- Computer Lab (Part II)

1) Go to the “Biology Workbench" - http://workbench.sdsc.edu (Follow the "Setup a free account" link to register as a user).
2) Obtain “Data Sheet” and “mtDNA” from “Uploaded Files” (Found at the very bottom of Inquiry page)
3) After logging in, schroll down and click on “session tools”.
4) Select “Start New Session” and then click “Run”.
5) Give this session a title (Ex: Human mt DNA)
6) Click “Start New Session”
7) Click “Nucleic tools” tab from top of page
8) From pull down menu select “Add New Nucleic Sequence” then click “Run”
9) Under the sequence portion, cut and paste the given sequences (This is your "mtDNA" file that you already downloaded in #2)
10) Click “Save” after pasting all the sequences
11) On next page, be sure to check the Following boxes:
a. YixiChina, EgyptianMummy, Otzi, LakeMungoMan
b. Select 1 of the 6 modern sequences.
12) On scroll down portion, choose “CLUSTALW” then click “Run”
13) Then click “Submit”.
14) Answer questions #1&2!
15) Click “Import Alignment”, then click “Run”.
16) ***You are now in Alignment Tools!
17) On scroll down, choose “Textshade”. Be sure to check box mlabeled "ClustalW - Nucleic" for this alignment. Then click “Run” and then “Submit” (Be patient this may take a few minutes)
18) Answer Questions #3&4.
19) On workbench page click “Return” button.
20) On scroll down choose “DRAWGRAM” then click “Run” and then “Submit”.
21) Draw Phenogram found on this page.
22) Click “Return” button.
23) From scroll down, choose “CLUSTALDIST” (Be sure “CLUSTALW” box is check on side).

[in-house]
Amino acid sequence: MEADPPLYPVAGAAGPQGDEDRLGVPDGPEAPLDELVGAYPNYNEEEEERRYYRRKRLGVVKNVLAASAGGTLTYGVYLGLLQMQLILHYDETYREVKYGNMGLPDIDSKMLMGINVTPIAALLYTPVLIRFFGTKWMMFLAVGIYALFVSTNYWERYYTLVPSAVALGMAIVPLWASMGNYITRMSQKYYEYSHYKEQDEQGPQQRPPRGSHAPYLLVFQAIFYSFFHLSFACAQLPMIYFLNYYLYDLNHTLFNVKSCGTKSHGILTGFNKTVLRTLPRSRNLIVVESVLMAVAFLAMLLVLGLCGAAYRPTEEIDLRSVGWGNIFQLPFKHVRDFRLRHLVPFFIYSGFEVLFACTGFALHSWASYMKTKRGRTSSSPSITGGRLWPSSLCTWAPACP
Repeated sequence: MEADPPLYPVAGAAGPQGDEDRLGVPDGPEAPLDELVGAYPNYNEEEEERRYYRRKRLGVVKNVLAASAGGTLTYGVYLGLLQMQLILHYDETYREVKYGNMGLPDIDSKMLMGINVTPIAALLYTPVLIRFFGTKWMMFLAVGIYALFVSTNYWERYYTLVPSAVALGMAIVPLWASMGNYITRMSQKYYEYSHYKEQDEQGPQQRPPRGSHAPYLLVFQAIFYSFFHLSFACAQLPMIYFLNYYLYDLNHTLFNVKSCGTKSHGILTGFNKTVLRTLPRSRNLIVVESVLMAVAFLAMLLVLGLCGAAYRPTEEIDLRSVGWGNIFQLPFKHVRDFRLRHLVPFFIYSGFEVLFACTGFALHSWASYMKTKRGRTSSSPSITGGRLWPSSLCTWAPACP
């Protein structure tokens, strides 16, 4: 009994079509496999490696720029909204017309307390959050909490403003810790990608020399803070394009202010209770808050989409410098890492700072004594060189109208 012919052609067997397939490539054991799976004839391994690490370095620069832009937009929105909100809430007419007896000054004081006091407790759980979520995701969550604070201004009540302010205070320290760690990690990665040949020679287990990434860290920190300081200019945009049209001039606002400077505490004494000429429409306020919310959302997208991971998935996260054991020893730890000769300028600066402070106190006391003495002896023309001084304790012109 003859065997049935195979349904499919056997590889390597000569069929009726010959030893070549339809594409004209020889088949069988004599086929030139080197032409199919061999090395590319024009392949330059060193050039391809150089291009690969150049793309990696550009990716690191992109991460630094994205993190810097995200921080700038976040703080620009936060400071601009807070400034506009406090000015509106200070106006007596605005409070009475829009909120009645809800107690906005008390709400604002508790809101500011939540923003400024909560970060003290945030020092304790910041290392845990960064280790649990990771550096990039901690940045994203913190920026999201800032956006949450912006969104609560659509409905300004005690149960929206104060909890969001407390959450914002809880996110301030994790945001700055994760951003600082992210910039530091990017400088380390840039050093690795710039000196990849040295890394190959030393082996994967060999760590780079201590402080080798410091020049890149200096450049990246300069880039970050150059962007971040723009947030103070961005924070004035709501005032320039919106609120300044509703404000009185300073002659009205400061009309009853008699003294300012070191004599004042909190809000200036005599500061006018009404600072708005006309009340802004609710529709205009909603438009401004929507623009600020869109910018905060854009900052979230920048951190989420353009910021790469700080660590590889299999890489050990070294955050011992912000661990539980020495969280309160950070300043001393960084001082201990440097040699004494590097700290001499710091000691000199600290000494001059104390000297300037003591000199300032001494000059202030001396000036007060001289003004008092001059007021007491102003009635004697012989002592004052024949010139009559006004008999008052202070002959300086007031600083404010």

24) Click “Run” and then “Submit”
25) Copy the “Clustal Distance Matrix” numbers down under the Phenogram that you drew. (This should go on chart found on your data sheet).
a. Convert numbers to percentages (Hint: Multiply by 100).
26) Answer questions #5-7.







  DISCUSS Go to Topgo to top
Dialogues, Discussions, and Presentations
Part I
In groups of 3 or 4 brainstorm other ways mitochondrial DNA might be used in society. Come up with at least two additional scenarios in which mtDNA might be used. Describe whose DNA would be needed in your scenario.

Part II

1.) What do the dashes mean on the “Sequence Alignment”? What does “No consensus” mean?

2.) Describe the difference between “Single, fully conserved residue” (blue letters) verses the black letters.

3.) Why do you think that the Egyptian has the most pink boxes in its sequence?

4.) What do you think caused the Egyptians to have more of these pink boxes?

5.) The “Clustal Distance Matrix” shows relationships between 2 organism’s mitochondrial DNA. The numbers themselves are percentage differences. What can you tell about 2 organisms who have a zero (0) or a very low percentage versus organisms with a high percentage?

6.) On your Phenogram, which organisms are the least similar? Most similar?


  REFLECT Go to Topgo to top
Assessment, Related Questions, and Story of the Unit
How could you use Biology Workbench to determine your ancestral lineage?


Credits & Acknowledgements
SEPCHE Institute for Mathematics and Science. Institute: Immaculata University. Course: Utilizing Bioinformatics to Integrate Technology into the Biology Classroom. Instructor: Sister Susan Cronin, IHM, Ph.D. The 2005 Summer Courses for Teachers is a SEPCHE Collaborative Project designed by the SEPCHE Committee of Chief Academic Officers and funded by a grant from the U.S. Department Housing and Urban Development.

Uploaded Files:
mtDNA.doc
DataSheet.doc